From Hessians: Mercenaries, Rebels, and the War for British North America, by Brady J. Crytzer (Westholme, 2015), Kindle Loc. 1331-39, 1366-86:
The [Hessian] captain’s fascination with partisan warfare make his recollections especially insightful; nearby villages, most notably the former rebel post at Peekskill, were now all but abandoned. Surrounding him in the days that followed their victories were a motley collection of soldiers, none of whom could be identified as Englishmen. Along with his Jägers from Hesse-Cassel, Ewald noted that much of the fighting was accomplished by fellow Germans from Anspach as well as a multitude of Irish volunteers. Ewald would have been considered a hardened veteran of wilderness combat and his Jägers in their forest green had been on the continent almost continuously with him since 1776. In contrast, the Anspachers, who spoke his mother tongue in their royal blue jackets and tall black fur caps, had only been in America for days. Those representing the Emerald Isle were assembled from within existing provincial units by the Irish Lord Francis Rawdon-Hastings during the occupation of Philadelphia in 1777. These Irish volunteers had performed so well that they were named the 2nd American Regiment. Although the American Patriot politicians desired a clear enemy to vilify, King George’s imperial forces were actually something of a patchwork army.
It was soon revealed that this mysterious Loyalist ranger was in the service of Lieutenant Colonel John Butler, and he had seen more than his fair share of action. Butler, a native of New York’s war-torn Mohawk River valley, was for many the face of the Loyalist movement in the colonies. He led dozens of his “rangers” across the frontier, raiding Patriot homesteads and villages with extreme prejudice. Fighting with Butler in the service of the Crown were the warriors of the Seneca, Cayuga, Onondaga, and Mohawk nations, collectively known as the Iroquois Confederacy. The Iroquois had been longtime allies of the British Empire before the conflict, and following the defection of the Oneida and Tuscarora to the Patriot side they were almost fully aligned with the king. The unified forces of Butler’s rangers and the Iroquois warriors saw some of the most brutal fighting of the entire war, and were considered a vital part of Britain’s overall strategy for success in the colonies.
Ewald was familiar with the exploits of men like Butler and Joseph Brant, sachem of the Mohawk, and his guest claimed to have served alongside both. Ewald proceeded to inquire into his experiences, and as a testament to his deep interest made a nearly exact transcription of their conversation in the glow of the campfire that evening. He began by asking about Butler’s overall strength; the man replied that he had fifty Loyalist Americans and upwards of five hundred Indian warriors on hand.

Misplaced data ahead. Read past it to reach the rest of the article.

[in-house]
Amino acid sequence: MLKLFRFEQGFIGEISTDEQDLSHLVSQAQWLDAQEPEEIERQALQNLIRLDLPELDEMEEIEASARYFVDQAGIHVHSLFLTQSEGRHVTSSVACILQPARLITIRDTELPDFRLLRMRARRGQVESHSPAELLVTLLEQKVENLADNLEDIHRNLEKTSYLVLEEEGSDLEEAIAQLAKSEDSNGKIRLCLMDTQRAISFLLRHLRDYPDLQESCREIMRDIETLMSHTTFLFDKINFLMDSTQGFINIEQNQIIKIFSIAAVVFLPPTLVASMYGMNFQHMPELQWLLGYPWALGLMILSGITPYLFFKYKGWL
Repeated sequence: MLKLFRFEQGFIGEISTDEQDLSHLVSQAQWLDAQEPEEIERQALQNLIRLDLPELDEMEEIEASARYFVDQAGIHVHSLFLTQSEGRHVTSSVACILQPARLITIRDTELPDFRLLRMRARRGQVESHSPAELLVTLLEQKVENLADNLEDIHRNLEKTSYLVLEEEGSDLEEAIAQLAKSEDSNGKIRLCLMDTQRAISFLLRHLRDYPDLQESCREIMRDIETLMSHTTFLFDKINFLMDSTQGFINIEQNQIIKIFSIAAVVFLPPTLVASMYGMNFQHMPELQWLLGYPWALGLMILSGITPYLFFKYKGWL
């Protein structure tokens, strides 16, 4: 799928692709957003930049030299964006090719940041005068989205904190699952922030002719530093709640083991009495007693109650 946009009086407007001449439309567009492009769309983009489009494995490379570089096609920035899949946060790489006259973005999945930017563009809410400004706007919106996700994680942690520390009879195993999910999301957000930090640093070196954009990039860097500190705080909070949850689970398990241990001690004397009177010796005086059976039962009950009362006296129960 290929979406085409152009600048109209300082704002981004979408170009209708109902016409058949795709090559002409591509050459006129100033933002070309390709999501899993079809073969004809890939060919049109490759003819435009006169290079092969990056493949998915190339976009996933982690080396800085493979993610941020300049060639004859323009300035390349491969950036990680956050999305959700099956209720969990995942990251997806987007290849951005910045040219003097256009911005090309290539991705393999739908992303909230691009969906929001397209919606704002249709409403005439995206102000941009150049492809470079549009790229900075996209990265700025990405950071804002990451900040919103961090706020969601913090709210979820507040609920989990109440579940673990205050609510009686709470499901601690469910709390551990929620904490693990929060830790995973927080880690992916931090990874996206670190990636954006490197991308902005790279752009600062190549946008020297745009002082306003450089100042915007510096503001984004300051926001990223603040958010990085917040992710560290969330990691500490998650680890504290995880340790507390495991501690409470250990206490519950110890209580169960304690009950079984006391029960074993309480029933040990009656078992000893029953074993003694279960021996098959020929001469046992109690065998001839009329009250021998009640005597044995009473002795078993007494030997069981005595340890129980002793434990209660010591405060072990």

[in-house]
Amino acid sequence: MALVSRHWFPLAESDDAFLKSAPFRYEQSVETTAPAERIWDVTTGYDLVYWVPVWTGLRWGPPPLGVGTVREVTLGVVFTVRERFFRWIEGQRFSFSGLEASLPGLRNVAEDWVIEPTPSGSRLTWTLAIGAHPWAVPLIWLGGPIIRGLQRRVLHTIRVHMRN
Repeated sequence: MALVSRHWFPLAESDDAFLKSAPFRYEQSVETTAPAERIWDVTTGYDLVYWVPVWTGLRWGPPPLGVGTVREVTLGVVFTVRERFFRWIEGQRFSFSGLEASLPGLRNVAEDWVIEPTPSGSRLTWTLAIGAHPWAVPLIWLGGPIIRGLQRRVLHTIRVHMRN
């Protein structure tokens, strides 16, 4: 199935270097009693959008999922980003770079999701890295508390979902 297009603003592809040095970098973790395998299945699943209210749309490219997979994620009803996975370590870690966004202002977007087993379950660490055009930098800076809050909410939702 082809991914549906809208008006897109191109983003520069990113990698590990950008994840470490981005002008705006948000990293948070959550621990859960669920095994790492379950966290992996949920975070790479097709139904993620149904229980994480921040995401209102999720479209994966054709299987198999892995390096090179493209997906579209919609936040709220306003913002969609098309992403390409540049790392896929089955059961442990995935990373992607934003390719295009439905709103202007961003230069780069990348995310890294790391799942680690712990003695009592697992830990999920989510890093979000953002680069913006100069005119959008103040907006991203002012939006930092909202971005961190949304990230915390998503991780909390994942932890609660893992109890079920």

The tactician Ewald could not help but inquire as to how they supported such a large force of men in such difficult wilderness conditions. The ranger explained that in the beginning they lived entirely on the wild game hunted by the Indian warriors. As soon as they reached the borders of Pennsylvania and Maryland, though, they found provisions in abundance. It was clear to Ewald at that point that this man must have had a range of hundreds of miles during his guerilla campaign. But what of the ferocity of the Indians? The Jäger captain was a man of modern European military training, and the tales of the Indian fighting style was as ferocious as they were legendary.
The stranger explained that they rarely took prisoners, and every man, woman, or child was either cut down or carried off. He continued by claiming that the dwellings were plundered, devastated, and burned. He concluded his conversation by recalling that he and his Indian allies killed two entire regiments along the Susquehanna River with no thoughts of taking a single prisoner. To Ewald this was a great affront. The European tradition of war grew out of medieval chivalric values under which men who surrender were allowed the dignity to live to fight another day. The Indian tradition of war, however, was largely in place centuries earlier. It seemed that 1492 and its aftermath could do little to redirect it.